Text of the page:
Ranger, the most powerful supercomputing system in the world for open science research was dedicated Feb. 22 by the National Science Foundation (NSF) and the Texas Advanced Computing Center (TACC). This first-of-its-kind system entered full production on Feb. 4.
Ranger's deployment marks the beginning of the Petascale Era in high-performance computing (HPC) where systems will approach a thousand trillion floating point operations per second and manage a thousand trillion bytes of data.
Ranger is the largest HPC computing resource on the NSF TeraGrid, a nationwide network of academic HPC centers that provides scientists and researchers access to large-scale computing power and resources. Ranger will provide more than 500 million processor hours of computing time to the science community, performing more than 200,000 years of computational work over its four-year lifetime.
"Ranger is the first of the new 'Path to Petascale' systems that NSF provides to open science. It is out in front on the pathway to sustained petascale performance," said Daniel Atkins, director of the NSF's Office of Cyberinfrastructure. "This system and others to come underscore NSF's commitment to world-class, high-performance computing ensuring that the U.S. is a leader in computational science. No longer used by a handful of elite researchers in a few research communities on select problems, advanced computing has become essential to the way science and engineering research and education are accomplished."
Ranger is a collaboration among TACC, the university's Institute for Computational and Engineering Sciences (ICES), Sun Microsystems, Advanced Micro Devices, Arizona State University and Cornell University. The $59 million award covers the system and four years of operating costs.
TACC Director Jay Boisseau said, "Ranger provides incredible new capabilities for computational researchers across the nation and world. Its computational power, memory and storage capacity greatly exceed anything the open science community has had access to. It takes tremendous expertise to deploy and support research on such a system as well as to use it effectively, but it is an awesome honor and responsibility for us at TACC. Together with our partners, we are excited about fulfilling the promise of Ranger by helping researchers achieve breakthrough science across domains and disciplines discoveries that will really change the world as well as our understanding of it."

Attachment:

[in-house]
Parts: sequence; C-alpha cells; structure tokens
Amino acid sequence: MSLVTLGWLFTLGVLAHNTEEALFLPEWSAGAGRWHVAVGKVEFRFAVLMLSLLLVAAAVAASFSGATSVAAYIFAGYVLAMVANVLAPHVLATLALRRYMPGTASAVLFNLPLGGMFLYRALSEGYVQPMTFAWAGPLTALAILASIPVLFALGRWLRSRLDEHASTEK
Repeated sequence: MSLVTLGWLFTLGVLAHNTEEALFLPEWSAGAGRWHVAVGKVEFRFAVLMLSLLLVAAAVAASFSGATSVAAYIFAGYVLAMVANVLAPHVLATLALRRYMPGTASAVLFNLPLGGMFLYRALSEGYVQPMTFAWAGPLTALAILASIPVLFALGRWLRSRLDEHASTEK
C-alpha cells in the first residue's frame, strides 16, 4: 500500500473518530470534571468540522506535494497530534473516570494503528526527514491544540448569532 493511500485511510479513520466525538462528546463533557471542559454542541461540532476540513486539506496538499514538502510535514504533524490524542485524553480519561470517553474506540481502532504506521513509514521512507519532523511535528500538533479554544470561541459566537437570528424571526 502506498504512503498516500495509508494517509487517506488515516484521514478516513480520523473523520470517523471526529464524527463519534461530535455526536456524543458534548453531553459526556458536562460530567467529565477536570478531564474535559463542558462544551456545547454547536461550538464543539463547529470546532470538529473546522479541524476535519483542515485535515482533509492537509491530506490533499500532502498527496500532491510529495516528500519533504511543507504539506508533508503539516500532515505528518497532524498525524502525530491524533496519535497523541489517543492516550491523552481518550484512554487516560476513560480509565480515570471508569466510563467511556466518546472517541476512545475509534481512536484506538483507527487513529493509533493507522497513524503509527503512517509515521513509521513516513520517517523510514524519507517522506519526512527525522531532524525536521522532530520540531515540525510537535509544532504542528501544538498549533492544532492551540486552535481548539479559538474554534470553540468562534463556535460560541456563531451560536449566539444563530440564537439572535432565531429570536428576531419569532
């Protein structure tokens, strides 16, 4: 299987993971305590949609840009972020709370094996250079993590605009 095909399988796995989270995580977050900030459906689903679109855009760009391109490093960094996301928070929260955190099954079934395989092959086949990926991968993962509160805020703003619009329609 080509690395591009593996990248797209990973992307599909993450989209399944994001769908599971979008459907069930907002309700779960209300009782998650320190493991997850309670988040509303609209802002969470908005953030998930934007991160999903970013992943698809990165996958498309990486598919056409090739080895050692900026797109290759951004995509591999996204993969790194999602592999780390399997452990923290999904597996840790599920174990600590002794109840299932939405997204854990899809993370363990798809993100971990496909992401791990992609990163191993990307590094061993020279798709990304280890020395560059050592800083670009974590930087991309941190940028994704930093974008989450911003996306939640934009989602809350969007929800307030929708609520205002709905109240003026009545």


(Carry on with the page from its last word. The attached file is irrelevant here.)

At more than one-half a petaflop of peak performance (504 teraflops), Ranger is up to 50,000 times more powerful than today's PCs, and five times more capable than any open-science computer available to the national science community. Ranger is built on the Sun Constellation System which combines ultra-dense, high-performance compute, networking, storage and software into an integrated general purpose system.
Ranger offers more than six times the performance of the previous largest system for open science research. The boost in performance offered by Ranger relative to the previously largest open science machine is comparable to reducing the flight time from New York to London to just one hour.
Ranger and other petascale systems to follow will address many of society's most pervasive grand challenges including global climate change, water resource management, new energy sources, natural disasters, new materials and manufacturing processes, tissue and organ engineering, patient-specific medical therapies and drug design. These issues cannot be addressed or overcome without modeling and simulation.
"Our world is facing great challenges and grappling with big questions across a broad spectrum," said William Powers Jr., president of the university. "Advances in computer technology, like the new Ranger supercomputer at UT Austin, will help us manage and understand the vast streams of data flowing into our research. Ranger will attract the nation's leading researchers and accelerate their work to produce faster, more probing analyses of the information they generate. There is no question that Ranger's massive computing power will lead to some of the most significant discoveries of our time. We are pleased that UT Austin and the Texas Advanced Computing Center are playing a leadership role in this endeavor."
For more information on Ranger, please visit: www.rangersupercomputer.com.